Fourth-year First Nations and Indigenous Studies student Julia Burnham is running for one of five student senator-at-large seats on a platform of pushing for a five-day fall reading break, a review of the awards criteria and an external review of Senate.
She’s also running for VP Academic and University Affairs (VPAUA).
Fall reading break, which Burnham dubbed a “buzzword” of the Senate race, is her first priority.
“Overwhelmingly, students see this fall reading break as something that they want. We have that data and we have those reports,” Burnham said. “Now we really need to be switching gears and focusing on faculty and staff to get them on board.”
Getting a fall reading break has proven to be a complicated task as the AMS clashes with the Engineering Undergraduate Society (EUS).
“There's definitely a lot of very important conversation happening on whether or not it’s worth it,” Burnham said. She still wants to push for the full five-day reading break nevertheless.
“I think moving forward for maximum positive option rather than sort of stopping short is really the way that we can make it happen.”
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Burnham is also advocating for updating the awards criteria. Currently, students must take 24 credits a semester to be eligible for UBC merit-based scholarships, with the awards committee looking at grades from the winter session. Burnham wants summer credits to count towards that, calling it a “huge issue in terms of equity and accessibility.”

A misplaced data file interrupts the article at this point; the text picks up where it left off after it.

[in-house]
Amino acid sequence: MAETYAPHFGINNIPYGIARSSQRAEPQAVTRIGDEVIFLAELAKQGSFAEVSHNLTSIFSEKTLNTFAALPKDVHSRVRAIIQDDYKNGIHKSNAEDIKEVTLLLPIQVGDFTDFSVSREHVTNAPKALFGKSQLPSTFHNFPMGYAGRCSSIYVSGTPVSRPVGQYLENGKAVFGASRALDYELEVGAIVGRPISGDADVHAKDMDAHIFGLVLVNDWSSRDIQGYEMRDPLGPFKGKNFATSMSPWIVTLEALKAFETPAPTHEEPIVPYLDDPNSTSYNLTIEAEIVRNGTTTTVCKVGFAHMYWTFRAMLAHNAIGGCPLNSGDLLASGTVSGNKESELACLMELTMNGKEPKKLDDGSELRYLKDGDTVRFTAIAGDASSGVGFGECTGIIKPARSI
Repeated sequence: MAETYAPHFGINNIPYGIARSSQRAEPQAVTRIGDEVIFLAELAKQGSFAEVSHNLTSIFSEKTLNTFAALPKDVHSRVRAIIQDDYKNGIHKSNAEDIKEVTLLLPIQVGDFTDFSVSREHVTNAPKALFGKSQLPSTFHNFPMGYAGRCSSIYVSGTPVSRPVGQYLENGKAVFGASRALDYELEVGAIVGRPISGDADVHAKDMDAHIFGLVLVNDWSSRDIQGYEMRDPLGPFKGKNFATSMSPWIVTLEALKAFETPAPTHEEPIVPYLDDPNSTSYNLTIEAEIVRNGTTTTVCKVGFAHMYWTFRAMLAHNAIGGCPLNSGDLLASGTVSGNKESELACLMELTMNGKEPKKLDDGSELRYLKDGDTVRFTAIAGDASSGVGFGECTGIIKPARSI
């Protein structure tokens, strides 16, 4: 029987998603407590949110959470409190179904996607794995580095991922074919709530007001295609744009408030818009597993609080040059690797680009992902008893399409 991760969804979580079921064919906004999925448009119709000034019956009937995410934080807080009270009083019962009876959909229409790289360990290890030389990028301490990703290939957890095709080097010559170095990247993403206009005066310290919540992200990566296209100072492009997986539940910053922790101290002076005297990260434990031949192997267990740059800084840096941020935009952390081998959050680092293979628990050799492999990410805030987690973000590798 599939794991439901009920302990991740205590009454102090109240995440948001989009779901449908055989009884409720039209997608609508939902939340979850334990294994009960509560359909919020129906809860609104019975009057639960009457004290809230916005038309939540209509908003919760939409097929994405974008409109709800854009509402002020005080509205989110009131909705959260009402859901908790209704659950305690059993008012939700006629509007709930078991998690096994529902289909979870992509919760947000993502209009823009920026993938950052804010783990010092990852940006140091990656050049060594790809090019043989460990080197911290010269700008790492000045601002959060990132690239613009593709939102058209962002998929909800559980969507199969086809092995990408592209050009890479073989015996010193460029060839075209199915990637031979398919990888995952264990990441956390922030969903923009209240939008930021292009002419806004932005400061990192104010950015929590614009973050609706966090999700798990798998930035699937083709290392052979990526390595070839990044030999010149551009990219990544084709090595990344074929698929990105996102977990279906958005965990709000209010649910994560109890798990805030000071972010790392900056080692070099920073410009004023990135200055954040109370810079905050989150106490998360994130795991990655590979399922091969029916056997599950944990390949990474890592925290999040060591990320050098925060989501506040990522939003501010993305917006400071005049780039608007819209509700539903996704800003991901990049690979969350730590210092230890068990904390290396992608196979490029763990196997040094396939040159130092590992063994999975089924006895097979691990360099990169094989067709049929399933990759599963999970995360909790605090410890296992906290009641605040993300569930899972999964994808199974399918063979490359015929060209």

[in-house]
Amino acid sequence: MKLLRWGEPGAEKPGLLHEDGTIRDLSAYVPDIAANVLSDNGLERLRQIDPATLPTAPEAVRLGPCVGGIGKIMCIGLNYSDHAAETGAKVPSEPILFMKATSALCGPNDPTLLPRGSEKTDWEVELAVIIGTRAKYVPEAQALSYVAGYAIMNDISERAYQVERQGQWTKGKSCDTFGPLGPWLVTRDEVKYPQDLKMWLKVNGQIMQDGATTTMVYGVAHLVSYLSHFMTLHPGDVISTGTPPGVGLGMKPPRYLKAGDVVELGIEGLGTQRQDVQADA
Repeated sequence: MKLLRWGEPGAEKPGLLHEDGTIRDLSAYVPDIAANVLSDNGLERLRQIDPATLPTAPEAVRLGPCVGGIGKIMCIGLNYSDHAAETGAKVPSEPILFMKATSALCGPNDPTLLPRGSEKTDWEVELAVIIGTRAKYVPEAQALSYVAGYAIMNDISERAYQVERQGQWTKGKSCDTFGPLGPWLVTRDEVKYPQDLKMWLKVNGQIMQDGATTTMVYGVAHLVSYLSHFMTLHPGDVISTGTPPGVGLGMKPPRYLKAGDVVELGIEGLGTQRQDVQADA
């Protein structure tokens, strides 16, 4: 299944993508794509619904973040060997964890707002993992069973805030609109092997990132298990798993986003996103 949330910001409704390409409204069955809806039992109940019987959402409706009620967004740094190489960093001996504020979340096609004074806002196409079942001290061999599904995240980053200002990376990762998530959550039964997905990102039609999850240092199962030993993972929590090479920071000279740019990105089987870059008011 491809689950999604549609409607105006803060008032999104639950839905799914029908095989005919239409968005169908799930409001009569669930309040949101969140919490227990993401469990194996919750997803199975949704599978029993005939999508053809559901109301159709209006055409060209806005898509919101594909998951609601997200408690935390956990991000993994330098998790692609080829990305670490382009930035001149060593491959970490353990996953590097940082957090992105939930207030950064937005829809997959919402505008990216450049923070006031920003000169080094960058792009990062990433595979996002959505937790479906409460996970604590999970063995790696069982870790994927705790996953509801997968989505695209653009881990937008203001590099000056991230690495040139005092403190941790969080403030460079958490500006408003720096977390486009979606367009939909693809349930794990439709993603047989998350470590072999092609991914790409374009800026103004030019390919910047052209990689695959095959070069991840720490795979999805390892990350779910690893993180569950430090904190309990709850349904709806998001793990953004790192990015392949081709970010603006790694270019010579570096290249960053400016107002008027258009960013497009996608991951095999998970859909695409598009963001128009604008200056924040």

“We have a very lively extracurricular and student life at UBC that students are so encouraged to be part of, but if you're on scholarship here, you don't have the time to do all those activities because UBC's forcing you to take a very high amount of credits,” Burnham said.
The third goal that Burnham is pushing for is an external governance review of the Senate.
Internal reviews are conducted every three years, but only two external reviews have been conducted since the 1970s, the most recent one in the 2005/06 school year. Burnham called the low number of external reviews “completely unacceptable.”
“Especially in terms of conversations about equity and diversity, that review is very needed,” Burnham said. “I went to a Senate meeting for the first time and I was shocked at how much everyone in the room looked alike. There's not a lot of diverse representation within the Senate and I think that is something that is incredibly important to address.”
Burnham’s platform is a built on themes of diversity and Indigenous representation, informed by her own studies.
“We really need to be encouraging Senate to push for more [in terms of diversity]. There are nowhere near enough Indigenous students on this campus,” Burnham said. “There's a lot of subtle little pushes that we can do to make Senate more inclusive and get them to […] wake up.”
This article is part of our 2019 AMS and student elections coverage.